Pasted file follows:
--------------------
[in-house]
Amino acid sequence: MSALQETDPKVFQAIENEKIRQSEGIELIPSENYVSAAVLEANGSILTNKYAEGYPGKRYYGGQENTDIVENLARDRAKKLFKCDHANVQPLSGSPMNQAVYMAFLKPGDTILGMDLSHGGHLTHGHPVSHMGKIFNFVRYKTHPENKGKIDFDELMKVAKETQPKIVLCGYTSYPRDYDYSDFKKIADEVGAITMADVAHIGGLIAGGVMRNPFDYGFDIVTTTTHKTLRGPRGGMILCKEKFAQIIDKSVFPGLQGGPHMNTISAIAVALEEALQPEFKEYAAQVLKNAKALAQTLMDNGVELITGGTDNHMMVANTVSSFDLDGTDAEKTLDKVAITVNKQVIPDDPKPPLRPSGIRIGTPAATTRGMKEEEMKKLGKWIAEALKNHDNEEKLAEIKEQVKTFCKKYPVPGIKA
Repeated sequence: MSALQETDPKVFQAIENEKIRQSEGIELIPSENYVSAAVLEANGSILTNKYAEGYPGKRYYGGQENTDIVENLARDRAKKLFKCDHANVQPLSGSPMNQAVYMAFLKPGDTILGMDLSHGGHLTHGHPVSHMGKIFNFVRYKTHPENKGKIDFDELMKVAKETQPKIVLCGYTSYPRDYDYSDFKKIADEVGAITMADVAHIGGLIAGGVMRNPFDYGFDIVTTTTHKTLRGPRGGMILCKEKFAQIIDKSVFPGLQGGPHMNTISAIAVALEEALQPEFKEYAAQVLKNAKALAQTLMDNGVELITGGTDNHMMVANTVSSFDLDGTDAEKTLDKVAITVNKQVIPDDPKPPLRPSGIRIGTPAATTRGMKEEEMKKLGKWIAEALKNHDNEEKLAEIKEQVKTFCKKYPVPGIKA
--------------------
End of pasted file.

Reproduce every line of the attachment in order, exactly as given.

[in-house]
Amino acid sequence: MSALQETDPKVFQAIENEKIRQSEGIELIPSENYVSAAVLEANGSILTNKYAEGYPGKRYYGGQENTDIVENLARDRAKKLFKCDHANVQPLSGSPMNQAVYMAFLKPGDTILGMDLSHGGHLTHGHPVSHMGKIFNFVRYKTHPENKGKIDFDELMKVAKETQPKIVLCGYTSYPRDYDYSDFKKIADEVGAITMADVAHIGGLIAGGVMRNPFDYGFDIVTTTTHKTLRGPRGGMILCKEKFAQIIDKSVFPGLQGGPHMNTISAIAVALEEALQPEFKEYAAQVLKNAKALAQTLMDNGVELITGGTDNHMMVANTVSSFDLDGTDAEKTLDKVAITVNKQVIPDDPKPPLRPSGIRIGTPAATTRGMKEEEMKKLGKWIAEALKNHDNEEKLAEIKEQVKTFCKKYPVPGIKA
Repeated sequence: MSALQETDPKVFQAIENEKIRQSEGIELIPSENYVSAAVLEANGSILTNKYAEGYPGKRYYGGQENTDIVENLARDRAKKLFKCDHANVQPLSGSPMNQAVYMAFLKPGDTILGMDLSHGGHLTHGHPVSHMGKIFNFVRYKTHPENKGKIDFDELMKVAKETQPKIVLCGYTSYPRDYDYSDFKKIADEVGAITMADVAHIGGLIAGGVMRNPFDYGFDIVTTTTHKTLRGPRGGMILCKEKFAQIIDKSVFPGLQGGPHMNTISAIAVALEEALQPEFKEYAAQVLKNAKALAQTLMDNGVELITGGTDNHMMVANTVSSFDLDGTDAEKTLDKVAITVNKQVIPDDPKPPLRPSGIRIGTPAATTRGMKEEEMKKLGKWIAEALKNHDNEEKLAEIKEQVKTFCKKYPVPGIKA